Trophy Deer Hunting on Antelope Island
The Resource Management Plan, policy and practice of the park was to manage the park as an animal viewing area and reserve (outdoor wildlife museum). There was a move to open the island to trophy hunting of the deer, with permits selling for large amounts of money.
Although the practice of allowing a few guided hunting opportunities to help manage the Bison herd had been taking place for several years, the expanded hunting idea did not fit with the RMP or the existing wildlife viewing activity, which was taking place on the island.
A lengthy process of public involvement and input including lobbying of the legislature, from support group (Friends of Antelope Island) took place. This group was opposed to allow hunting on the island. There was also pressure from the Governor’s office and some legislators to open the island to trophy hunting yet the majority of public opinion was opposed to such a program. The decision ended up in the hands of the Utah Board of Parks and Recreation who voted not to allow any expanded hunting program to take place on the island.
Closing State Parks
As operation and maintenance dollars were getting harder to find and the legislature and governor’s office were looking at ways to cut the costs of state government the idea of closing some of the less used state parks became a mandate to parks from both the Governor’s office and the Legislature. This did not seem to make good sense to the Board of Parks and Recreation as our society was becoming more affluent with more leisure time the use of our recreation facilities was reaching capacity, the board felt we should be looking at additional opportunities and recreation areas not reducing those opportunities and facilities. This requirement began a very difficult and heart wrenching process.
The division had created a program, which, allow them to evaluate proposals for new park (MAUT—Multi-Attribute Utility Technology explained later in this paper). This process allowed new proposals to be evaluated based on a comparison with existing park areas. It was decided to use this process to rank the parks and possibly close those that had the lower scores.
Public meetings were held in the communities near the parks being considered for closure. Through these public meetings it became evident every park had their supporters. These supporters were those who had a great appreciation and interest a specific park area. The Otter Creek State Park and Piute State Park, both located in Piute County were on the list for possible closure. A public meeting held in Piute County was attended by over 80% of the adult population of that county, as well as other supporters from outside the county. These people came to plead with the Board not to close “THEIR” parks.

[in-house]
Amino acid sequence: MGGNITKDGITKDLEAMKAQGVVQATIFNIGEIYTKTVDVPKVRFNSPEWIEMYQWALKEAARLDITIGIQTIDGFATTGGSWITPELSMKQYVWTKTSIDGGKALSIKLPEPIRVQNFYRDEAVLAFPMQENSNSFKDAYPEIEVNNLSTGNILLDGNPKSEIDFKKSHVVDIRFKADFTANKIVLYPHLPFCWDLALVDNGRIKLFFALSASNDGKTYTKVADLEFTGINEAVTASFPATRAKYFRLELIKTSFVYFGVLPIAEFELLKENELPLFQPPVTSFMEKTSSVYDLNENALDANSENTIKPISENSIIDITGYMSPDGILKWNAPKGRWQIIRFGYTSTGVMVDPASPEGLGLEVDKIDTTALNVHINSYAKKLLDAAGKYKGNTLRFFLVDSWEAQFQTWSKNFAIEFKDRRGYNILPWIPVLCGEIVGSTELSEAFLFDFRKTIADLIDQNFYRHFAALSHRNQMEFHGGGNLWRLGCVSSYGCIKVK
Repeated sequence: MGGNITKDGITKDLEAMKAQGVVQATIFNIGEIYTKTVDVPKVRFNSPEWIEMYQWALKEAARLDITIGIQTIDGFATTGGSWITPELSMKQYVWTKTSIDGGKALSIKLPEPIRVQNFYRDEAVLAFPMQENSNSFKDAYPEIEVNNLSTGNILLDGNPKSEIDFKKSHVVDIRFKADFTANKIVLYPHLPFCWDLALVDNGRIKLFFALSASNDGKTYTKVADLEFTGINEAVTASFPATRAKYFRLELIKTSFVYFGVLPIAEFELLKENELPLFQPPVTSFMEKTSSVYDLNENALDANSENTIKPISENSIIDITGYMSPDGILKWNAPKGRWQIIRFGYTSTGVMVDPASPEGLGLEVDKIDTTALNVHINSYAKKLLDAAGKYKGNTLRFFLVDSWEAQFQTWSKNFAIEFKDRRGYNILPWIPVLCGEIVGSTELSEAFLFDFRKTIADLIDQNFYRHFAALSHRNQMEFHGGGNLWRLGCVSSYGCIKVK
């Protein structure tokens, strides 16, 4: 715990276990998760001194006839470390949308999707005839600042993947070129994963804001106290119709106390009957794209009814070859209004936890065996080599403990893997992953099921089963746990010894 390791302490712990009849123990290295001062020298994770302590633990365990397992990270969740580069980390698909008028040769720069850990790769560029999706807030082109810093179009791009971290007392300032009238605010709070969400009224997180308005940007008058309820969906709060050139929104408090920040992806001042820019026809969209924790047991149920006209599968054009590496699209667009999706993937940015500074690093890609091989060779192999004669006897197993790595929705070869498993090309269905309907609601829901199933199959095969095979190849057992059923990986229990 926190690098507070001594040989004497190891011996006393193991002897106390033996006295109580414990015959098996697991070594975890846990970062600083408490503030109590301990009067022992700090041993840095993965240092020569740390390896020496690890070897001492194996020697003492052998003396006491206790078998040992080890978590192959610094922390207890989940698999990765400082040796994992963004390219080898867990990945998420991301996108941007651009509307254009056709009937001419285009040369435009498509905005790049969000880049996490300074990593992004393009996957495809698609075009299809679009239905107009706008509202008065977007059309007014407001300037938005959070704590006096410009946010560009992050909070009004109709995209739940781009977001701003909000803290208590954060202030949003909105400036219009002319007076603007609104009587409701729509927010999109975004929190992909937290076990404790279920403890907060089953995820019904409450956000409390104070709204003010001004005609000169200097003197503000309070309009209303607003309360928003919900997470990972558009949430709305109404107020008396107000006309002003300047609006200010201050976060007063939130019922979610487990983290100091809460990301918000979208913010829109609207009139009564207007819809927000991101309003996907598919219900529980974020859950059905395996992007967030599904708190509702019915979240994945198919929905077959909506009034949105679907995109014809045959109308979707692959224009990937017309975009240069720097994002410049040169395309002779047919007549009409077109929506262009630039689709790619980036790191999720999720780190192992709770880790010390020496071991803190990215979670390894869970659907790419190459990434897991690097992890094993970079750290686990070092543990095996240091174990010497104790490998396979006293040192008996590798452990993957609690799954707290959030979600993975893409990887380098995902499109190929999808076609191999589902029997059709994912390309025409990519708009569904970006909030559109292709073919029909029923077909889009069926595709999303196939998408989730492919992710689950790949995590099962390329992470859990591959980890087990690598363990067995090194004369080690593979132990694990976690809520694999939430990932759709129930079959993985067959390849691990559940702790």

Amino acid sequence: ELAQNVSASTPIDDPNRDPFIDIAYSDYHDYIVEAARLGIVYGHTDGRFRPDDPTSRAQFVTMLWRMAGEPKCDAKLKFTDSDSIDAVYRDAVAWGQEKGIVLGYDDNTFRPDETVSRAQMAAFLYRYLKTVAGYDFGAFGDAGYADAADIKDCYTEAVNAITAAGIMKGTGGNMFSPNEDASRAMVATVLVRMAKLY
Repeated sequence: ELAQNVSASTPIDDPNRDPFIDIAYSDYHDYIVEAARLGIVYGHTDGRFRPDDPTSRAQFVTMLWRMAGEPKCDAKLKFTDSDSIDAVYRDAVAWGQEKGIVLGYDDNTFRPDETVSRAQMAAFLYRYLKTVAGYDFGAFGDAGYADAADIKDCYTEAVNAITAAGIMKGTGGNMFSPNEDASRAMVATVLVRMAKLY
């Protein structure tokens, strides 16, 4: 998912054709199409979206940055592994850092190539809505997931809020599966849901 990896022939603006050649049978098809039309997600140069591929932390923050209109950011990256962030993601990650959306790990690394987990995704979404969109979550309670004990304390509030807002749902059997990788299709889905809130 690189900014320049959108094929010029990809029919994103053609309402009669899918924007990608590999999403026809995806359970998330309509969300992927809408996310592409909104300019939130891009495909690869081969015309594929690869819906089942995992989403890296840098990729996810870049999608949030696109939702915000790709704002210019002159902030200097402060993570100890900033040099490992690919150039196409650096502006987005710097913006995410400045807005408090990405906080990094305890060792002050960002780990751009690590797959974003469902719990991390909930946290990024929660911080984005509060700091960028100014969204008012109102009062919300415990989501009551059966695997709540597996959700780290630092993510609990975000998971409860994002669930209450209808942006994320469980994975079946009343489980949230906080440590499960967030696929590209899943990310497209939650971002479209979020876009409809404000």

After this public meeting process it was decided to look for parks that would not be closed, but turned over to someone else to manage thus keeping the recreational opportunity available to the public. Although this seemed to be a win/win solution it was not well accepted by Governor Leavitt.
The parks that were transferred were; Minersville State Park transferred to Beaver County, most of Jordon River State Park to Salt Lake City and Fort Bonaventura State Park to Ogden City.
Another lesson learned was that when federal Land and Water Conservation Funds are used and/or Land is acquired through to Recreation and Public Purposes Act, it becomes almost impossible to walk away from the park and facilities. This is due to the agreement made in the process of acquiring the development funds or recreational lands.
Minersville State Park for example literally required federal legislation championed by Congressman Chris Cannon to transfer the lands and facilities from the state to the county.
Efforts to Privatize
There was a strong push to privatize government services and Utah’s State Parks were looked at closely.
The wonderful golf courses managed by Parks have always been something desired by private enterprise, however they are one of the few service that help pay for the lower revenue generating parks such as museums. It was discovered that without these revenue positive operations the division would need a much larger general fund appropriation to operate the other revenue negative facilities.
The Rails to Trails State Park in Summit County was turned over to a private foundation to operate.
The operation and management of This is the Place State Park was taken over by a private foundation which in 2008, still struggles to survive, even with the division financially contributing a yearly sum which is in excess of amount needed for operation when the facilities were operated by Parks.